Shown are the posteriors for spin a, inclination i, Rin, MBH, as well as source height h for two representative observations, with a low (3049) and high (3052) source flux.
Extended Data Fig. 7 The posterior parameters MBH and source height h from the model fit to just one individual lag spectra.
Panel a shows the model fit to observation 3049 and panel b that for observation 3050. The degeneracy between the model parameters can be seen. The red contours are the MCMC posteriors for the joint fit.
The solid blue lines are the model with the inclusion of the ultrafast outflow (UFO) and the dashed blue lines are without the UFO (see Methods for details). Panel a shows the ‘Broad’ rms-spectrum calculated from [0.08,6.0] x 10-4 Hz. Panel b shows the rms-spectra for a low frequency band, LF = [1.0,5.0] x 10-5 Hz. Panel c shows that of the high frequency band, HF = [4.0,20.0] x 10-4 Hz. Panel d shows the power spectral density (PSD) for the data, with the frequency ranges used for the rms-spectra indicated by the vertical solid (Broad), dashed (LF), and dotted (HF) lines. The HF band is where the reverberation signal dominates. 1σ error bars are shown on all data points.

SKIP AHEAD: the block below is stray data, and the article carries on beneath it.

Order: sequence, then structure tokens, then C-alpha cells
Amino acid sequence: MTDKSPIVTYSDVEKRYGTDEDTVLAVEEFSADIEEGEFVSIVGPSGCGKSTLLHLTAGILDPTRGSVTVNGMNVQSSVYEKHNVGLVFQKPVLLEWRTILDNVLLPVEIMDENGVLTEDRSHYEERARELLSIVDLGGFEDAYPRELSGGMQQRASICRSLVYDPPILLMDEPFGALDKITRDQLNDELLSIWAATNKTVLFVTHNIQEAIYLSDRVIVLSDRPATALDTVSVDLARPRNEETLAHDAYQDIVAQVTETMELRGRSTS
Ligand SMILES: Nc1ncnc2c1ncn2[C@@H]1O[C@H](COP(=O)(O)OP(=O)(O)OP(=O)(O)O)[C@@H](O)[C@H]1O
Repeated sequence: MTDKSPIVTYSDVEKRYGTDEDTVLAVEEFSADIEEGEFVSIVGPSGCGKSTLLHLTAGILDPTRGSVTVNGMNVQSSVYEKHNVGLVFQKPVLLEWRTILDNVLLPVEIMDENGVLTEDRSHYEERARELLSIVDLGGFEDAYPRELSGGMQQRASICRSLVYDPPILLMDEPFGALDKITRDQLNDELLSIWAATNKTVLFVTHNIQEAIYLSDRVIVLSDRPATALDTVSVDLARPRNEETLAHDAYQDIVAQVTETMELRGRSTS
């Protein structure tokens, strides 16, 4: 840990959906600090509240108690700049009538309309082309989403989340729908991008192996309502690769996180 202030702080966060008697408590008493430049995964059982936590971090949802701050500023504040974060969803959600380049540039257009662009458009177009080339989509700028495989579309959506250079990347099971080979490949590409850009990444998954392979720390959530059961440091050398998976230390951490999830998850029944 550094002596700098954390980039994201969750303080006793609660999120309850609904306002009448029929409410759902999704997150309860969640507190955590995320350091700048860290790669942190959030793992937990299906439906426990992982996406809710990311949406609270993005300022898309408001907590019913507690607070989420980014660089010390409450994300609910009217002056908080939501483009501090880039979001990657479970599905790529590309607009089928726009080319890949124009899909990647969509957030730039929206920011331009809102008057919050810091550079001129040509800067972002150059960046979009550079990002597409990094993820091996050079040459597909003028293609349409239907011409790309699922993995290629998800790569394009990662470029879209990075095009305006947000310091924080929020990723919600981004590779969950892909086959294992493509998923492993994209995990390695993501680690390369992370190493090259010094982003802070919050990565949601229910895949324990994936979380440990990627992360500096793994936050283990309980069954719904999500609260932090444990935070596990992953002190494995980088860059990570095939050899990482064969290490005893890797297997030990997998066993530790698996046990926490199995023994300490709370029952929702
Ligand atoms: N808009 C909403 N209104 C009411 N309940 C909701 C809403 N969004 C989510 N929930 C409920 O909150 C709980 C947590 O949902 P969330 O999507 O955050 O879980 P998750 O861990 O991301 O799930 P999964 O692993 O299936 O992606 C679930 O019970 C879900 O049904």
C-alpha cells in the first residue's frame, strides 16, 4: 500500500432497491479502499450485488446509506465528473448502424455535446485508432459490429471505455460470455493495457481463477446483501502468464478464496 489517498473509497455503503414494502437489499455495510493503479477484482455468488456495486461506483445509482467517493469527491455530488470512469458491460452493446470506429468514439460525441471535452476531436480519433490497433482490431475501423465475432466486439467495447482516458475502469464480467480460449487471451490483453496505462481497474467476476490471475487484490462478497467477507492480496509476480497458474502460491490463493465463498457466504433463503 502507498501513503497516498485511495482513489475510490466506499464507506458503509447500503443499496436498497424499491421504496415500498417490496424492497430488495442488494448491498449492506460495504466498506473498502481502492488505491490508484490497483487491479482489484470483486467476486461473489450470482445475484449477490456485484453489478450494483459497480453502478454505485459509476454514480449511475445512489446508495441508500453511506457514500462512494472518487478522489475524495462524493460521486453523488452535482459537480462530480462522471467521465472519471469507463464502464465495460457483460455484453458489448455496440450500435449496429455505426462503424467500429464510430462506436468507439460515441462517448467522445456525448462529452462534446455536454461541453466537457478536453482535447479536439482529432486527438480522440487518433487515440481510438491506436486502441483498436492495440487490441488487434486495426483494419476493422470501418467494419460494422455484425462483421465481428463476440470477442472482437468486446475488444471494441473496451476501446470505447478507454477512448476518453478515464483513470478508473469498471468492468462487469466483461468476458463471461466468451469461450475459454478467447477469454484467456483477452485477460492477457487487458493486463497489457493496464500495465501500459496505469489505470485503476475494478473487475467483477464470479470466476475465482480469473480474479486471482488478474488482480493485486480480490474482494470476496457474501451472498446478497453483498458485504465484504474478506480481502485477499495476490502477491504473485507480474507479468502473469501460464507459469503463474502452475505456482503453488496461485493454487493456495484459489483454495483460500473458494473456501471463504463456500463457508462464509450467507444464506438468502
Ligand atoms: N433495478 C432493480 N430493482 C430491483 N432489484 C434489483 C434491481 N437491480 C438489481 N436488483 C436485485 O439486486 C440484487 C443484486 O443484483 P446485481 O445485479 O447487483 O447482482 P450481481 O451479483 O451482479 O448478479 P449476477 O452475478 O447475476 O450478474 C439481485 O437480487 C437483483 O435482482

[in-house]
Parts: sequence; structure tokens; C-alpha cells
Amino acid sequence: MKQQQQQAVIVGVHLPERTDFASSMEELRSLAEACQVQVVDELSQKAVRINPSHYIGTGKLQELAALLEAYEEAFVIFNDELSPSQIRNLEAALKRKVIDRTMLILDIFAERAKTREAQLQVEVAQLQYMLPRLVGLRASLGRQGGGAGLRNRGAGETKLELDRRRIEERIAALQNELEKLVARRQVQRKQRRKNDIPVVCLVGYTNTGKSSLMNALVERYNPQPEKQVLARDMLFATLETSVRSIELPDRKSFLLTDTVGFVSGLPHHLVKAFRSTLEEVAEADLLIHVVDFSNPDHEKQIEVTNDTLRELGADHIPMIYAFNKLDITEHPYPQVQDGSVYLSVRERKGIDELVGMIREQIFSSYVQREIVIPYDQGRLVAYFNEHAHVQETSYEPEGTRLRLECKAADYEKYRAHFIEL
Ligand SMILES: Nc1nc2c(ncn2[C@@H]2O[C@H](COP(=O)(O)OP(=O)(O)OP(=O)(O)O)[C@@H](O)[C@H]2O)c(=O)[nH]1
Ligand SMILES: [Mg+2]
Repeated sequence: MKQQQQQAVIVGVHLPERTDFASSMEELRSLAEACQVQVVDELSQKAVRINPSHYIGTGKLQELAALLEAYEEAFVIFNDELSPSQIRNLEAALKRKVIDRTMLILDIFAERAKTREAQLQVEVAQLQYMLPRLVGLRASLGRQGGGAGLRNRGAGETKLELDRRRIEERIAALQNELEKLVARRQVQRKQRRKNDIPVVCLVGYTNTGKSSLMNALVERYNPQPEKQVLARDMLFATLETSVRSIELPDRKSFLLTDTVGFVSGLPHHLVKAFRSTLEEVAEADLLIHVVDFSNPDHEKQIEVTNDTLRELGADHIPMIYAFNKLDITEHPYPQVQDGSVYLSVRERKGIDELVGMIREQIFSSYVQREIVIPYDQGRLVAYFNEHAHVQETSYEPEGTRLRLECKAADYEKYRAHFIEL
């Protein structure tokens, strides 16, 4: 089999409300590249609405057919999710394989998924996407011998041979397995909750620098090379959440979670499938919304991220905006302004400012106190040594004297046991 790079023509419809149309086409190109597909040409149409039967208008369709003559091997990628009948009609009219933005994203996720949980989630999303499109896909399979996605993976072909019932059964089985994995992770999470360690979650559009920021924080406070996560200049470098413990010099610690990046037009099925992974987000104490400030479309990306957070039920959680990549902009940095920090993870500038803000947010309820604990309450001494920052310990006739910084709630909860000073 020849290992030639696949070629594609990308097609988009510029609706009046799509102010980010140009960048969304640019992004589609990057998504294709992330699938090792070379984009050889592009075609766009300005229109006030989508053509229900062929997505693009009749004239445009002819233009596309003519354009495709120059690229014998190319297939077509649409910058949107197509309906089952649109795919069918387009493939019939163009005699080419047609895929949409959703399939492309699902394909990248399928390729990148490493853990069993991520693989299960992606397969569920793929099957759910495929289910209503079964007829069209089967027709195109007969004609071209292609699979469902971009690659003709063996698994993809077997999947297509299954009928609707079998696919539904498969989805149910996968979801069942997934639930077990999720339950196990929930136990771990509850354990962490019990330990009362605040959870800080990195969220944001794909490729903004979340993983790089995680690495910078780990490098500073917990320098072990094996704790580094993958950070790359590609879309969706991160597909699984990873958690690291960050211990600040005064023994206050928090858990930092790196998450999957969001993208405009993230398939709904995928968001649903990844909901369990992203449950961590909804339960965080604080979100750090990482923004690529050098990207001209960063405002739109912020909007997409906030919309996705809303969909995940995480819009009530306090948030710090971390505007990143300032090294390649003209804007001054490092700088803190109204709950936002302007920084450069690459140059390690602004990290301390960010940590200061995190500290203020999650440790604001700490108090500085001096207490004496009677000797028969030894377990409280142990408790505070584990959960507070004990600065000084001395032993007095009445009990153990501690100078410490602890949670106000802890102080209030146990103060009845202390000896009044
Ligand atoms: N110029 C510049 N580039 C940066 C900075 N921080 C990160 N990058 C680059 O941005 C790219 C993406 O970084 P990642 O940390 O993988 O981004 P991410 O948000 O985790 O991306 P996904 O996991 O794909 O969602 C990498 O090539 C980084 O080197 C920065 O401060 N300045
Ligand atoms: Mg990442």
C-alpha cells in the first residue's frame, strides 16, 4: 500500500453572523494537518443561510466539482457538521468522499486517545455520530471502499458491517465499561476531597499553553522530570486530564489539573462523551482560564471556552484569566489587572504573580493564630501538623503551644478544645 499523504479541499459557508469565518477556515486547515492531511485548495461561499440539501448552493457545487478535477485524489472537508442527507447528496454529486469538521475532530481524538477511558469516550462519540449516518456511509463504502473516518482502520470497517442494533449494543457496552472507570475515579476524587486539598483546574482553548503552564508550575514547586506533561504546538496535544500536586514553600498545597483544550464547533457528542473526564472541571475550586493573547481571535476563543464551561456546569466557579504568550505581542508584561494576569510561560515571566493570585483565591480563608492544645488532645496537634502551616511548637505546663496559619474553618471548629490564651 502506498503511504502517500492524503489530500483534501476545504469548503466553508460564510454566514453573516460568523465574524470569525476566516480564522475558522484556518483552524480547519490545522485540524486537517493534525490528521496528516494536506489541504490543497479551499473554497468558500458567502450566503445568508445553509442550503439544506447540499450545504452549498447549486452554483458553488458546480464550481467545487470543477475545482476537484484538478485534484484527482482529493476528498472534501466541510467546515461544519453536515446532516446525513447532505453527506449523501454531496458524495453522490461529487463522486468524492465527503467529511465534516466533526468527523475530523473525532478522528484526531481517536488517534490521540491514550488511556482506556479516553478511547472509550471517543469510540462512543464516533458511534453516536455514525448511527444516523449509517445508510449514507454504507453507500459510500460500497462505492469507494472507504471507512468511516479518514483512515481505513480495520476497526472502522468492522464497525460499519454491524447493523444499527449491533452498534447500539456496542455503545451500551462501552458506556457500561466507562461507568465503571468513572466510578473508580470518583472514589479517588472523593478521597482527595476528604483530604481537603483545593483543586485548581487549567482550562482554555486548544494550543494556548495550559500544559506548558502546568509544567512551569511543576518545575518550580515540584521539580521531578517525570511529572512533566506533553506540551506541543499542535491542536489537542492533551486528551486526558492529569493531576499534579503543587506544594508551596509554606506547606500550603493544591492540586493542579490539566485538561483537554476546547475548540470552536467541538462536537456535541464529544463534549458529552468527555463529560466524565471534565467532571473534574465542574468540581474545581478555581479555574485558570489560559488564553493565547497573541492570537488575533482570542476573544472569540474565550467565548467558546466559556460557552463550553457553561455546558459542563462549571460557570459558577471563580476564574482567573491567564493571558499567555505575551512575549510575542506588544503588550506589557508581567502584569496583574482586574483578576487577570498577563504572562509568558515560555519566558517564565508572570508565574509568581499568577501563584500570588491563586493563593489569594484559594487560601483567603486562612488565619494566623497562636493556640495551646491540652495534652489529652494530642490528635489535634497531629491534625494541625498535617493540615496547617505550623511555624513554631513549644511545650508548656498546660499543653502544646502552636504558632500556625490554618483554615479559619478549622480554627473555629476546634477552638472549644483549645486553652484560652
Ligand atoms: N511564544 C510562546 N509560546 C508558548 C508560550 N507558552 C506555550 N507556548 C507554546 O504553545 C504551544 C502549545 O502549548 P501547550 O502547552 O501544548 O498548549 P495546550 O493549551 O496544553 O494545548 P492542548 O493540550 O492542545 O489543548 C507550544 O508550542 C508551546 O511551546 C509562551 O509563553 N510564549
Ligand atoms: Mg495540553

About this article
Cite this article
Alston, W.N., Fabian, A.C., Kara, E. et al. A dynamic black hole corona in an active galaxy through X-ray reverberation mapping. Nat Astron 4, 597–602 (2020). https://doi.org/10.1038/s41550-019-1002-x
This article is cited by
Space Science Reviews (2021)
Science China Physics, Mechanics & Astronomy (2020)